When to start job search

Q. I am a senior in college and will be graduating in May. Ideally, I would like to move south immediately after I graduate. Since I will be unavailable to interview until I graduate, is the best strategy to move and then seriously look for jobs?

A.Congratulations on your impending graduation! Looking for a job is not a quick process, and I encourage you to start your search immediately. I also encourage underclassmen to start their job search process early. Each year you can add to your skills and experience so that your resume shows related experience, and an employer sees a track record of responsibility.

Starting your search isn’t all about the interview. Interviewing is like opening night at a play. For a great performance, plenty of work has to occur in advance, and now is the time for you to start the preparation. A great search starts with self assessment – what is it you have to offer? What are your skills, talents, values, and drivers? Take the time to identify all these areas and your primary motivators. Write them down – you will need these, and you’ll be adding to them as you move forward in the process. You now need to develop your targets. Focus on the industry and function you would like and begin to research companies that might fit your values.


Because you want to move, you need to do the geographic research needed to see which companies are in your target location. The chamber of commerce for your target areas can help. Start looking at all the job boards and focus on the new location. Waiting until you get there is a delay you can do without.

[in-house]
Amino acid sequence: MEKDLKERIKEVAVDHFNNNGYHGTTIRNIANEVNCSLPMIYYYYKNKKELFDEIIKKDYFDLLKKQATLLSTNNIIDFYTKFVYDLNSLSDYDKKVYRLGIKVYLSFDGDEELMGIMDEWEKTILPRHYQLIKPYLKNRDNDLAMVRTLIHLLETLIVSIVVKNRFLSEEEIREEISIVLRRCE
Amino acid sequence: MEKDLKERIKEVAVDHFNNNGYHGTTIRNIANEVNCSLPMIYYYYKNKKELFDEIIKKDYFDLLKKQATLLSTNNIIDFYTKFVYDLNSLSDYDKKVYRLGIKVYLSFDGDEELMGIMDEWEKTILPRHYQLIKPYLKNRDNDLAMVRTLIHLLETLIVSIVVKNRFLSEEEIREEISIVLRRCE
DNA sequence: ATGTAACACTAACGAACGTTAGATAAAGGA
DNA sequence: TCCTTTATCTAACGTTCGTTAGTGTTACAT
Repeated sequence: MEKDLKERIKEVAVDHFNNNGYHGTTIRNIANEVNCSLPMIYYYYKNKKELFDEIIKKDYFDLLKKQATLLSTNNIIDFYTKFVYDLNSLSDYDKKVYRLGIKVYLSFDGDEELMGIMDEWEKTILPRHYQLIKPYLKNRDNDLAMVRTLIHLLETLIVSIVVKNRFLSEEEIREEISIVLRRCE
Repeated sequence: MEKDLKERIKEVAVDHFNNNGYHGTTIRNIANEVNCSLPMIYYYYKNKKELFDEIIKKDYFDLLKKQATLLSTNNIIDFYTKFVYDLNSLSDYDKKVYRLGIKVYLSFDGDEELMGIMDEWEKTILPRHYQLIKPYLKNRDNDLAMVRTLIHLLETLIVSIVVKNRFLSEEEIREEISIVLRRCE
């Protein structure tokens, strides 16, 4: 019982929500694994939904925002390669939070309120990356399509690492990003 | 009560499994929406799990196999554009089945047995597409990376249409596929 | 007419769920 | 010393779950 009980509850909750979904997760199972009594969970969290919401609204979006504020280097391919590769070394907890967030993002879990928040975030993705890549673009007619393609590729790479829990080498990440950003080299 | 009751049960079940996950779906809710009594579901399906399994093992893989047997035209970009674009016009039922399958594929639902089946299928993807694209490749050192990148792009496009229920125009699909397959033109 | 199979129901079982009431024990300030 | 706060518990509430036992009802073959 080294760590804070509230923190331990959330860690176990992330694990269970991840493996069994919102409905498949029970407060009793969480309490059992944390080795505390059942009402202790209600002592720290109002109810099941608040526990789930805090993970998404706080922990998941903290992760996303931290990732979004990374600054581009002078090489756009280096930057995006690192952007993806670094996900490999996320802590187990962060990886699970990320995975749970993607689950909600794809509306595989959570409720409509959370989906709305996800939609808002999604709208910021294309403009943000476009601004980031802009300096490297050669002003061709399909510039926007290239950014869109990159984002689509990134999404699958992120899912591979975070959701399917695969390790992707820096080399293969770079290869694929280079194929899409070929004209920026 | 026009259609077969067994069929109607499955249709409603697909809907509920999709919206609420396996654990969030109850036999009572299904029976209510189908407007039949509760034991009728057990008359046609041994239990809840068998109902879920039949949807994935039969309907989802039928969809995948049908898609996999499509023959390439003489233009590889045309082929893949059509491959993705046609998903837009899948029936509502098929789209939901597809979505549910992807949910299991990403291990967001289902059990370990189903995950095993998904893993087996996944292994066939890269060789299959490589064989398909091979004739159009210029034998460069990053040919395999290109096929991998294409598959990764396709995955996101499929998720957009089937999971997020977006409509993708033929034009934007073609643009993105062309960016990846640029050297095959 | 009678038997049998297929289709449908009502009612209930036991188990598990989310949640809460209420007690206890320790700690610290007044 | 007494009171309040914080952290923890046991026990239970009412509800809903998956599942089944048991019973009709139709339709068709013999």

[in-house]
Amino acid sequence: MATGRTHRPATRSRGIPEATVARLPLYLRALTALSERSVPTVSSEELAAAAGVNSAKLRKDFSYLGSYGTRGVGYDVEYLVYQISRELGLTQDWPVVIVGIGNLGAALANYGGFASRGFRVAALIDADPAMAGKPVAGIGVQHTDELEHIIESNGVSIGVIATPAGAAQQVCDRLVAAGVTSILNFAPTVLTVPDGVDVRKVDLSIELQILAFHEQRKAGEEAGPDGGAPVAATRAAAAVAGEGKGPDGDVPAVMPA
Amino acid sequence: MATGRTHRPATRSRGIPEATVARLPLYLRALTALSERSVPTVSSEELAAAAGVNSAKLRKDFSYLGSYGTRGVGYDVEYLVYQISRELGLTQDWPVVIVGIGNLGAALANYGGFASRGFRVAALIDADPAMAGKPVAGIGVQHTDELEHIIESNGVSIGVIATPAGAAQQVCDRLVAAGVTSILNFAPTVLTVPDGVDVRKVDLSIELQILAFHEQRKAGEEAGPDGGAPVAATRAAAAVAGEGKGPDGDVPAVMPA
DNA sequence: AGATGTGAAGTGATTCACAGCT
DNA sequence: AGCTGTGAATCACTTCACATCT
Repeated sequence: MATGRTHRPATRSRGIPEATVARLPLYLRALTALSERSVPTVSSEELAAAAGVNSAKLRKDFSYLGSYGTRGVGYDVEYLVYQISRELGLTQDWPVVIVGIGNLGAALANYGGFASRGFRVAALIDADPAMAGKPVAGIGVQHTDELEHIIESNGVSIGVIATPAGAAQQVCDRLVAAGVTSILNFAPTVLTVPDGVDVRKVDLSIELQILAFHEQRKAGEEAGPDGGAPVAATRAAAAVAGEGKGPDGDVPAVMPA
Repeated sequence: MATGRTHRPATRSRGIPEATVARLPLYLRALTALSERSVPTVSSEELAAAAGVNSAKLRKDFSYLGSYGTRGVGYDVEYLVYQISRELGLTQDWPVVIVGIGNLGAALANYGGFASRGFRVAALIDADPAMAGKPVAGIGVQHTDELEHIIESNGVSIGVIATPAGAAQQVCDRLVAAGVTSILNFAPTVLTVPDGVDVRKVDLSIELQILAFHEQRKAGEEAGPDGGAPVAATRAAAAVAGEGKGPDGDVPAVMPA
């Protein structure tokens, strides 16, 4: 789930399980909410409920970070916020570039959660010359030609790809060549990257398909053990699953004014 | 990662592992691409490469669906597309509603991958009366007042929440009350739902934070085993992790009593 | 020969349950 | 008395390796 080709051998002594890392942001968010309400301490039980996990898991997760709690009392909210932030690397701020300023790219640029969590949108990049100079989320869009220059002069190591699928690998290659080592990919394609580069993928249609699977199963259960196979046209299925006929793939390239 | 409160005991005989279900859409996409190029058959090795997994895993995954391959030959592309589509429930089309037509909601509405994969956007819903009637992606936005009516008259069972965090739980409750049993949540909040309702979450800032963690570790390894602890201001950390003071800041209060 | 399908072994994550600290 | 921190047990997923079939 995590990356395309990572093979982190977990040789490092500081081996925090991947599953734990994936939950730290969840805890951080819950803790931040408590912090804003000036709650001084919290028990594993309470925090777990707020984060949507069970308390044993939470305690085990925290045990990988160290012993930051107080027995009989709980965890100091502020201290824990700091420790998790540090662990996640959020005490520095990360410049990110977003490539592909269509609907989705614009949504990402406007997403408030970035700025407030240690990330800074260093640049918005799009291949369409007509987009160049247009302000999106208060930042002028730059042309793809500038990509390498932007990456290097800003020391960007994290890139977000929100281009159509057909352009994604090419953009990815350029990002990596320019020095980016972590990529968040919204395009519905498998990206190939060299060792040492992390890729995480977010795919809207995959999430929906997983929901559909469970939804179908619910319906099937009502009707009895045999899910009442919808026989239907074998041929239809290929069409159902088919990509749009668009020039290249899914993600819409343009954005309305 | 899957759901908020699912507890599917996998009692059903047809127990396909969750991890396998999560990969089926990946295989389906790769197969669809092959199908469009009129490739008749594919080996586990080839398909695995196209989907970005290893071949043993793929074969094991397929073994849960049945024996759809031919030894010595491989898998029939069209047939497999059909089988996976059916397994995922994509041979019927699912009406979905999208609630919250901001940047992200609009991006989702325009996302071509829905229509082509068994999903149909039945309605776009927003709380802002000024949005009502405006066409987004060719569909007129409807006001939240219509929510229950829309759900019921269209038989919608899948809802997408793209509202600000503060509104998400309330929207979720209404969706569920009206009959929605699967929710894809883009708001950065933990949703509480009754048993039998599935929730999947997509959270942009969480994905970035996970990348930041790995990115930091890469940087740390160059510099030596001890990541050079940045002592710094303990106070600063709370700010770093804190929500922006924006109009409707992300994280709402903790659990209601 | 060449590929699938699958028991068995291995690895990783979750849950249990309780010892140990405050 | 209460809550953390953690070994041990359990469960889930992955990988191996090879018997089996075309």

Now is also the time to begin your network development. Have you created a LinkedIn profile? Develop your profile, and begin to create your world of connections. You can let these people know your geographic targets, and ask for leads and connections to the companies you are interested in finding out more about. You will also need to start talking to people from your target area or areas about who they know, and which companies they see as having opportunity for a new college graduate. Find information on salary ranges, cost of living – all sorts of things that will impact what you hope to get as an offer. Your alumni and career office may offer introductions for you.
Start communicating with these people prior to your move. You might want to let them know you’ll be there for a week – maybe spring break, or Patriots Day weekend and ask to set up a meeting. If you have responded to job board ads, you can let them know the days you’ll be there to let them know you are serious about the relocation. These conversations will all help you develop your interview skills,
If you have a friend with a local (to your hopeful new home) address, using that address can let hiring people know you have a commitment to the area, and there will be no relocation costs.
So start your job search now; be ready to travel, and learn all about what your new southern employer will want to see.
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